Understanding the Digitally Savvy

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With 1 percent of the nation's population controlling a disproportionate amount of its wealth, the same can now be said of an emerging digital elite and its new-media consumption habits.

"Understanding the Digital Savvy Consumer," released this month from Scarborough Research, is an analysis of the nation's leading-edge digital class. About 6 percent of the population falls into this group, Scarborough said. The definition: Survey respondents have to be regularly engaged in at least eight of 18 "tech behaviors" such as owning a PDA or HDTV, downloading audio or video, or using advanced cell phone features. The most cited activities were cell phone text messaging (91 percent compared to 33 percent of the general population) and online bill payments (84 percent vs. 37 percent).

Seventy-one percent own an iPod or other MP3 player while only 23 percent of the general population do. Thirty-eight percent read or comment on blogs compared to only 8 percent of the population as a whole. More than three-quarters listened to music online vs. 21 percent. Twelve percent downloaded podcasts in the past 30 days compared to just 2 percent of the nation as a whole.

Among the questions the survey sought to address: To what extent does behavior of the digital savvy presage the impact of technology on the general population?

To that end, one of the surprising findings was that this digitally savvy group reads newspapers just as often as their luddite counterparts but prefer national options such as the New York Times to local papers. They also listen to the original wireless —the radio — more often than the population as a whole.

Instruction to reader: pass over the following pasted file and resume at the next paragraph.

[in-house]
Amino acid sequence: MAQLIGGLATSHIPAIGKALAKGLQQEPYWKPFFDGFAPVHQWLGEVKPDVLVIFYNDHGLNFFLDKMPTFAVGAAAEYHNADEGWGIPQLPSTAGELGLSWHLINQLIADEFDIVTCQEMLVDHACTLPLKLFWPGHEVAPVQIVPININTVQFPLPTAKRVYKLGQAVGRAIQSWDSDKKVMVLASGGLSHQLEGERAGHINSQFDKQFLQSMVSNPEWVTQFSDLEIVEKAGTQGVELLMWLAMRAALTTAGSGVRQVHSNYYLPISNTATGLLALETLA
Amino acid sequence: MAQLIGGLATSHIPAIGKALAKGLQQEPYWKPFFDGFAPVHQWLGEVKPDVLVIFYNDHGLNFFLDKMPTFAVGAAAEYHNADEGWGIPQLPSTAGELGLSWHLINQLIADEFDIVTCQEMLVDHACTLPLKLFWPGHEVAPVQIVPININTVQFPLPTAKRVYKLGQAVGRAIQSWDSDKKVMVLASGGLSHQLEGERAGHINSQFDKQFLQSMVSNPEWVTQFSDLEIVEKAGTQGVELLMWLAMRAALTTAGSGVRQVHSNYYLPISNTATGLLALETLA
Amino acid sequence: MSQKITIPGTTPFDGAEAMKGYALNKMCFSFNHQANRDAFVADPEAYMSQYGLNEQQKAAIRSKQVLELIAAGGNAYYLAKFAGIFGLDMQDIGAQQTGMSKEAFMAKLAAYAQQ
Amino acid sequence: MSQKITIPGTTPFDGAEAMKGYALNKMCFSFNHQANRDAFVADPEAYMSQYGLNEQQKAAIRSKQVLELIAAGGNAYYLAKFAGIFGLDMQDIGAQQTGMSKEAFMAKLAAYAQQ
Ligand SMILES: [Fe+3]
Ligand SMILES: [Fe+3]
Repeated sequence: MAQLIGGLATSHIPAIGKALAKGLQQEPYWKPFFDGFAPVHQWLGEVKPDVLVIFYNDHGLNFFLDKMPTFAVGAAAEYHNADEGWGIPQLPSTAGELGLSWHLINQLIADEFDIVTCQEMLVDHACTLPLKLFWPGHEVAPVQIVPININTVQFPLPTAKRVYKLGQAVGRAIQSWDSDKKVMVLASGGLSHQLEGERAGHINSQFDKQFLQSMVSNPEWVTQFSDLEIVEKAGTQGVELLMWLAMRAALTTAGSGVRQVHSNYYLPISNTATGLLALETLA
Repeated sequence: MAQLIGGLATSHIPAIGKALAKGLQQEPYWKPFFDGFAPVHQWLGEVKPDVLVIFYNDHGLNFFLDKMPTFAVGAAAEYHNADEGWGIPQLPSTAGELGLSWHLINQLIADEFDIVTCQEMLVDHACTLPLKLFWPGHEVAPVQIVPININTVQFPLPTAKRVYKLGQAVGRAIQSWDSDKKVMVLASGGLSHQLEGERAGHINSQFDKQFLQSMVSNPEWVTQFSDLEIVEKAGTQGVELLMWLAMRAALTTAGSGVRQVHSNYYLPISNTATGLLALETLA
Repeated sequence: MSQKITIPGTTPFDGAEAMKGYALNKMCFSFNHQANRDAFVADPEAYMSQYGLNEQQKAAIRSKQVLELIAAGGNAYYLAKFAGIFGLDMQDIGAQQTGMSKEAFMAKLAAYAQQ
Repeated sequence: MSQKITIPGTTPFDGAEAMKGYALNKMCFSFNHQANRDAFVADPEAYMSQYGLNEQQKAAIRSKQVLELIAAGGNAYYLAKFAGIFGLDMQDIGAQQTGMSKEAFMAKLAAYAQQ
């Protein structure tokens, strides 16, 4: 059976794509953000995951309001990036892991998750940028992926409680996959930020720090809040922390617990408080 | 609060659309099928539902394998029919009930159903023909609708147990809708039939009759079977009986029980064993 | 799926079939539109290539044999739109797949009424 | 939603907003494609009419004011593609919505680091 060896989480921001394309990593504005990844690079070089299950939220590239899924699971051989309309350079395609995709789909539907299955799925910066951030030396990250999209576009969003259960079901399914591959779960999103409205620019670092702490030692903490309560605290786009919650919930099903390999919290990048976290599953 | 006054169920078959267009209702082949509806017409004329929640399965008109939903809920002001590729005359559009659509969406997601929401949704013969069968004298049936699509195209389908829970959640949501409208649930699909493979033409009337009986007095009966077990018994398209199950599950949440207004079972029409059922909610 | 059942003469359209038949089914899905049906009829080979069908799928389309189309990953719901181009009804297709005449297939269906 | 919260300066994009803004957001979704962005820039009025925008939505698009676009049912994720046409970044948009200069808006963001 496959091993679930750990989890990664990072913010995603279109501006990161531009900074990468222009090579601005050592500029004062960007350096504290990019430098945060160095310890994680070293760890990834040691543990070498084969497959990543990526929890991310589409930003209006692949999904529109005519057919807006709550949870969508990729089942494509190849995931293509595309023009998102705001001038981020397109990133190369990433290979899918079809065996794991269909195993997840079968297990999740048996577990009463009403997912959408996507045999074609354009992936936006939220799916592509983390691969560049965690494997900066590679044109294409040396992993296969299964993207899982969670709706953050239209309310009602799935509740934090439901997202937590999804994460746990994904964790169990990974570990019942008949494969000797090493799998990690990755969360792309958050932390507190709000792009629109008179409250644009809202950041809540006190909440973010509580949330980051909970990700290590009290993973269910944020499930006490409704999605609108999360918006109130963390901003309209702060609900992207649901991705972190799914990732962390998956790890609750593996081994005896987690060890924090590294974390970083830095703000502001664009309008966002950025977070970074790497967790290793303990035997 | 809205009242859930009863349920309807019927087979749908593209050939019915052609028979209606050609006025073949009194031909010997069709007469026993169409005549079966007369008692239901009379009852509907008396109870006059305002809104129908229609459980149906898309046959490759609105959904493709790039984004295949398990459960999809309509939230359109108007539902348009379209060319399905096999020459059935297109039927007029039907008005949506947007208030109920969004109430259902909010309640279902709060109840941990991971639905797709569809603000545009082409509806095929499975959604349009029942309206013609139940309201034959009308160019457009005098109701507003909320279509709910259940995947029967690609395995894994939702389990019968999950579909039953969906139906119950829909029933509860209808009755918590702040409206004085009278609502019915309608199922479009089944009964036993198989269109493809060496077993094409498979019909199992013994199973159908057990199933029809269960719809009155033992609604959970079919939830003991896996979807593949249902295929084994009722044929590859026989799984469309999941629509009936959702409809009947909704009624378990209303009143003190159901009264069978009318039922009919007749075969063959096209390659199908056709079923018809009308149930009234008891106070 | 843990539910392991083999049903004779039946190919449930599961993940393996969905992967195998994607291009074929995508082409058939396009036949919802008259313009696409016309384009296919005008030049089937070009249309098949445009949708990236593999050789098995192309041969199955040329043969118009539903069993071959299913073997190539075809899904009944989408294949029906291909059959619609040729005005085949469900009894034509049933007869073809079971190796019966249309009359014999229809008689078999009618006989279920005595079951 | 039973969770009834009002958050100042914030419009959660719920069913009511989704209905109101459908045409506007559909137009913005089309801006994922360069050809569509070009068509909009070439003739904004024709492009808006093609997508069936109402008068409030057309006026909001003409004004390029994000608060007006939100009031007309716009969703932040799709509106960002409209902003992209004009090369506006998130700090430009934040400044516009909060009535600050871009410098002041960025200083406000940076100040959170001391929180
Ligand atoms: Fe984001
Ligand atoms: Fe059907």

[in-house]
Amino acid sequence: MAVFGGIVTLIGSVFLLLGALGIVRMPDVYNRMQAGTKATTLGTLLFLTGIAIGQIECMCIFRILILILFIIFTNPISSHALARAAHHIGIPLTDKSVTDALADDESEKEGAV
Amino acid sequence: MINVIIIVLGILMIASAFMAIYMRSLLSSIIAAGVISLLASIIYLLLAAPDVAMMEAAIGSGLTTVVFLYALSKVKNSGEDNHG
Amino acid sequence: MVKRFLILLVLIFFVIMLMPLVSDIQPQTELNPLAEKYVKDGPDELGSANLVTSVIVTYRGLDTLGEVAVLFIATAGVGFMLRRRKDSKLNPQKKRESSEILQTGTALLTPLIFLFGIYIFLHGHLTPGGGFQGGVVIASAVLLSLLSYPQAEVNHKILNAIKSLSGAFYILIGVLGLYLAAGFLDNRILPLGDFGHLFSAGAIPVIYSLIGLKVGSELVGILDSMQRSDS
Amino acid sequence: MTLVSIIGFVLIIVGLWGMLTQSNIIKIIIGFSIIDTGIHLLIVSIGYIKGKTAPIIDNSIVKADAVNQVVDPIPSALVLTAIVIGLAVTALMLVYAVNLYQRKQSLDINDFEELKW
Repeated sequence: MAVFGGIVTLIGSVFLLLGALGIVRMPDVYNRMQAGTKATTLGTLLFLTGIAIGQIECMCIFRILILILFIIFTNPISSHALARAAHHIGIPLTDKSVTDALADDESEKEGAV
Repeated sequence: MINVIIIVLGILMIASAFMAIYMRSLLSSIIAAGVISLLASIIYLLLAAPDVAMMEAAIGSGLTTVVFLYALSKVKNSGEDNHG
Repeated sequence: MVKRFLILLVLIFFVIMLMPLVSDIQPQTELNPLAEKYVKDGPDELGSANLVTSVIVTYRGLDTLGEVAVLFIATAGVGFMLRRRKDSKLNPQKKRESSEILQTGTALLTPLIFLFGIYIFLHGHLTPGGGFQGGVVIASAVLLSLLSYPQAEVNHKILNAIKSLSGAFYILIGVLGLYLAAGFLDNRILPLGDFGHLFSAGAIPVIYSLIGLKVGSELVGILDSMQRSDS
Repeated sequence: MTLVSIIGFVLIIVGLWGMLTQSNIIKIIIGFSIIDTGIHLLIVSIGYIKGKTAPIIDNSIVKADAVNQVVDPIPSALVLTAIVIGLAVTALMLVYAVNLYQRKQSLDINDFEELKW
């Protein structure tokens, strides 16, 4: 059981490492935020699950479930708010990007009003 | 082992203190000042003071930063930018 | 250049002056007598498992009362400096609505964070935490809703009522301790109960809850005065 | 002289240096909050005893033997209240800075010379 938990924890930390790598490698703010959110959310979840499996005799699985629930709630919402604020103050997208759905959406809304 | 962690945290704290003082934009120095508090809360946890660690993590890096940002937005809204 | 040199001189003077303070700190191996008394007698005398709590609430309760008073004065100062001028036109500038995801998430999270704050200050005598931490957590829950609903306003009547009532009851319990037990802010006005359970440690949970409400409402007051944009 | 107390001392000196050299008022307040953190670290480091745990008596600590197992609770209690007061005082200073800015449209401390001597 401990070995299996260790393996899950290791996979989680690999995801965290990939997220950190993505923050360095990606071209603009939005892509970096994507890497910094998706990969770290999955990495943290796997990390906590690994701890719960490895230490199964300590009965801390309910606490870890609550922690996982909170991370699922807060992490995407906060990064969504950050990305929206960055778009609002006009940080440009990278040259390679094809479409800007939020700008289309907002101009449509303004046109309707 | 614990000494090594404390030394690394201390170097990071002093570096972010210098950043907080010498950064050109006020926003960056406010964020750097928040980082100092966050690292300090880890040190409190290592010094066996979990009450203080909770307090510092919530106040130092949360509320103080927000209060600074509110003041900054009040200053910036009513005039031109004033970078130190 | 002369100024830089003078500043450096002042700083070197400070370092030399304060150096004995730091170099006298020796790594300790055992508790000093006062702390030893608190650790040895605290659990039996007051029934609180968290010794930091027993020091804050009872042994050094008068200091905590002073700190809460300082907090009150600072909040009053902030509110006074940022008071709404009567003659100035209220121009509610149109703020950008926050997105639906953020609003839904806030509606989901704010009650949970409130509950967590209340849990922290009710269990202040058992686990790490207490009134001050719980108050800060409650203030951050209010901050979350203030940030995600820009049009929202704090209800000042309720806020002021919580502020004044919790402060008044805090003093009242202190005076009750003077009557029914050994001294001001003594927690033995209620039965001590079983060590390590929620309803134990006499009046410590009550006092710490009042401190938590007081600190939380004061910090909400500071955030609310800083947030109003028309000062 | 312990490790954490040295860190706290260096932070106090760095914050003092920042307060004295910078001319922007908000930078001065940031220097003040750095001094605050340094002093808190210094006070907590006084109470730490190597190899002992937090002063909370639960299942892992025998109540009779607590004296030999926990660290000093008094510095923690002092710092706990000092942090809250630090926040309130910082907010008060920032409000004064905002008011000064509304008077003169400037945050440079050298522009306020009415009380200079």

The survey may presage future TV viewing habits. The digital savvy group was among the lightest TV viewers but watched or downloaded shows via the Web way more than the general population (19 percent vs. 4 percent). Cable news viewing habits are the inverse of national ratings: MSNBC is the digital savvy group's favorite, Fox News the least (ranking below the Weather Channel).

Their favorite Web site? ESPN.com, focused on the non-digital subject of sports, visiting the site three times more than the national average. (Wait until next year, when Miller-McCune.com will certainly top the list.)

Six of the metro areas with the highest concentration of digitally savvy consumers were in the West with Austin, Texas, topping the list (12 percent digitally savvy) followed by Las Vegas, Sacramento and San Diego. Washington, D.C. ranked fifth. Seattle, Phoenix, Chicago, New York and San Francisco rounded out the top 10. Green Bay, Wisc., came in lowest.

Demographic-wise, the group skews young, male, employed in white-collar jobs, politically independent, most likely single or married with children. About 36 percent have a college degree or more vs. 24 percent of total consumers. Asians and U.S.-born Hispanics are the largest ethnic groups. They also fall into several distinct psychographic segments. (Which type are you? Take the quiz.)

The full report can be downloaded as a PDF here.

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